NASA unveils new James Webb Telescope images that show 'remarkable' details of Jupiter

The James Webb Telescope has taken some of the clearest images beyond the Milky Way, but its most recent photos took a very detailed look at the king of our solar system – Jupiter. 

The images, released by NASA on Monday, were taken using the telescope's near-infrared camera, which has three infrared filters "that showcase details of the planet" that can't be seen by the human eye. 

The first image released is a collection of images taken from Jupiter against the darkness of space. The red and orange glow at the top and bottom of the planet show the auroras at the northern and southern poles, with green and yellow hazes swirling around. The rest of the enormous planet has blue shades to show light is reflected from a deeper main cloud, NASA says.

Also viewable is Jupiter's infamous Great Red Spot. The storm, which has a bigger diameter than Earth and can produce winds over 400 miles per hour, is white because the clouds are reflecting a substantial amount of sunlight.

"The numerous bright white ‘spots’ and ‘streaks’ are likely very high-altitude cloud tops of condensed convective storms," Heidi Hammel, Webb interdisciplinary scientist for solar system observations and vice president for science at the Association of Universities for Research in Astronomy, said in a statement.

Composite image of Jupiter from three filters and alignment due to the planet’s rotation.

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The second images takes a wide-look at the planet, and noticeable are rings around Jupiter, which "are a million times fainter than the planet," NASA says. Jupiter, Saturn and Uranus are the planets with rings in our solar system.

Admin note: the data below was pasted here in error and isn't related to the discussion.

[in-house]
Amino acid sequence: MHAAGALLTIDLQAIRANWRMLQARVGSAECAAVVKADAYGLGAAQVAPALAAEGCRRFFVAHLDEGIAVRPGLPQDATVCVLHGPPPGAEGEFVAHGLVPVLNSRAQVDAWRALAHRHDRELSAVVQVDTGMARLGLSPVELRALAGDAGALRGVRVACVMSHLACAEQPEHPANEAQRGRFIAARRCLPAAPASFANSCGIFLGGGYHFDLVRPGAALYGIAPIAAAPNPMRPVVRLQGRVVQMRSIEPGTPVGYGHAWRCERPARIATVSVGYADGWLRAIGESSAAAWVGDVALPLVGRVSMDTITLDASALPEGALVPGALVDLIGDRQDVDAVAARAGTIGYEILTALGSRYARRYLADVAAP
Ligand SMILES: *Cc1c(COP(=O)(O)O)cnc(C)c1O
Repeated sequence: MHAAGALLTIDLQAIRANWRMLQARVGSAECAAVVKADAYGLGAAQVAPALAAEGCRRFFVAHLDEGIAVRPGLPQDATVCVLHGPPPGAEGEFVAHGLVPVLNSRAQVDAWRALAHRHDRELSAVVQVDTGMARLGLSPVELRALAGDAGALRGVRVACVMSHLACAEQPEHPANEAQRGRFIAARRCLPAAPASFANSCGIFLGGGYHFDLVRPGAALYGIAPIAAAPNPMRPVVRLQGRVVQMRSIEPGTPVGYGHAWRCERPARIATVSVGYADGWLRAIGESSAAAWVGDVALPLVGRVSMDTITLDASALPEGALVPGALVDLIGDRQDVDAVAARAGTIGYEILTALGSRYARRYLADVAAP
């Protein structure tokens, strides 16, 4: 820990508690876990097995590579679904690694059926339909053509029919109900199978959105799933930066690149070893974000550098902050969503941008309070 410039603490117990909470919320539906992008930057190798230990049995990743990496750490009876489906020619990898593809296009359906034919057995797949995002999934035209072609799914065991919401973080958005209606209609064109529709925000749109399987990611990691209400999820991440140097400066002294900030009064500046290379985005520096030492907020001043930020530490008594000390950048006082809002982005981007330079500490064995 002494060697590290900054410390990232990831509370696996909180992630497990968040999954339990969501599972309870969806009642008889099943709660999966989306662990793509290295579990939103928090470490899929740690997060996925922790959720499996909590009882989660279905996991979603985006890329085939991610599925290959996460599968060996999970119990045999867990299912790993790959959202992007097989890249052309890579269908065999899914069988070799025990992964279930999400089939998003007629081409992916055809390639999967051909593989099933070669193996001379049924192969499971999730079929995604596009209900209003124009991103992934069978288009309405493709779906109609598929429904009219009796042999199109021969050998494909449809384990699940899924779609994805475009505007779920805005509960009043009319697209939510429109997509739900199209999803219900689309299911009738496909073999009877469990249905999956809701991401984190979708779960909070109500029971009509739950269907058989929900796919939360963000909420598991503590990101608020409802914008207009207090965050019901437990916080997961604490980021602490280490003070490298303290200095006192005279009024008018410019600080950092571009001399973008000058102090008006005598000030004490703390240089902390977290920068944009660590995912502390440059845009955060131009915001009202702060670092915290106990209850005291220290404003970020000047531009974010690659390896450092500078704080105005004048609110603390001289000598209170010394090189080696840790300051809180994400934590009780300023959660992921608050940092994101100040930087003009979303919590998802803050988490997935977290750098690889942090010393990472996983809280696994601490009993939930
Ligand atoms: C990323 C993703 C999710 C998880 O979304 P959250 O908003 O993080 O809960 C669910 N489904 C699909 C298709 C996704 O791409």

Tiny specs in the picture show two of the planet's at least 79 moons –  Amalthea and Adrastea. Fuzzy spots in the distance are likely to be other galaxies.

Webb NIRCam composite image from two filters – F212N (orange) and F335M (cyan) – of Jupiter system.
Webb NIRCam composite image from two filters – F212N (orange) and F335M (cyan) – of Jupiter system.

NASA said the images will give scientists more clues to discovering what Jupiter's inner life is like. The planet is bigger than all of the other planets in our solar system combined, according to NASA, and has extreme temperatures under -100 degrees Fahrenheit. 

"We hadn’t really expected it to be this good, to be honest," said Imke de Pater, professor emerita of the University of California, Berkeley who helped lead the planet's observations at NASA. "It’s really remarkable that we can see details on Jupiter together with its rings, tiny satellites and even galaxies in one image."

Follow Jordan Mendoza on Twitter: @jordan_mendoza5.